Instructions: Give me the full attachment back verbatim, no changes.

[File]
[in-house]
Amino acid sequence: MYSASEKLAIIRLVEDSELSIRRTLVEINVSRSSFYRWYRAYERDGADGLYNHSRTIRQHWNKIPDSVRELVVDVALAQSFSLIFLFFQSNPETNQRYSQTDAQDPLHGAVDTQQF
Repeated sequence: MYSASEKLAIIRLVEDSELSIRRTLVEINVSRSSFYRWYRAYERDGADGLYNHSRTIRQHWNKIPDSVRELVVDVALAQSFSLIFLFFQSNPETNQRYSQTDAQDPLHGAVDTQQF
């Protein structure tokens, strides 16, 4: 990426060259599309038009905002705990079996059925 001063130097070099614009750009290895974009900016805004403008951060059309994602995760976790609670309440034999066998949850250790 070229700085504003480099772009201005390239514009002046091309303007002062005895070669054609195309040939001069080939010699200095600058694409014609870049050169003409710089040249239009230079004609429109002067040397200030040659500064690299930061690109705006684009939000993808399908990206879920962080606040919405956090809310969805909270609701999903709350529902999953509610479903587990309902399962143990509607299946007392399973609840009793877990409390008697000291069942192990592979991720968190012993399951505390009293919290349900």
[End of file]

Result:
[in-house]
Amino acid sequence: MYSASEKLAIIRLVEDSELSIRRTLVEINVSRSSFYRWYRAYERDGADGLYNHSRTIRQHWNKIPDSVRELVVDVALAQSFSLIFLFFQSNPETNQRYSQTDAQDPLHGAVDTQQF
Repeated sequence: MYSASEKLAIIRLVEDSELSIRRTLVEINVSRSSFYRWYRAYERDGADGLYNHSRTIRQHWNKIPDSVRELVVDVALAQSFSLIFLFFQSNPETNQRYSQTDAQDPLHGAVDTQQF
């Protein structure tokens, strides 16, 4: 990426060259599309038009905002705990079996059925 001063130097070099614009750009290895974009900016805004403008951060059309994602995760976790609670309440034999066998949850250790 070229700085504003480099772009201005390239514009002046091309303007002062005895070669054609195309040939001069080939010699200095600058694409014609870049050169003409710089040249239009230079004609429109002067040397200030040659500064690299930061690109705006684009939000993808399908990206879920962080606040919405956090809310969805909270609701999903709350529902999953509610479903587990309902399962143990509607299946007392399973609840009793877990409390008697000291069942192990592979991720968190012993399951505390009293919290349900």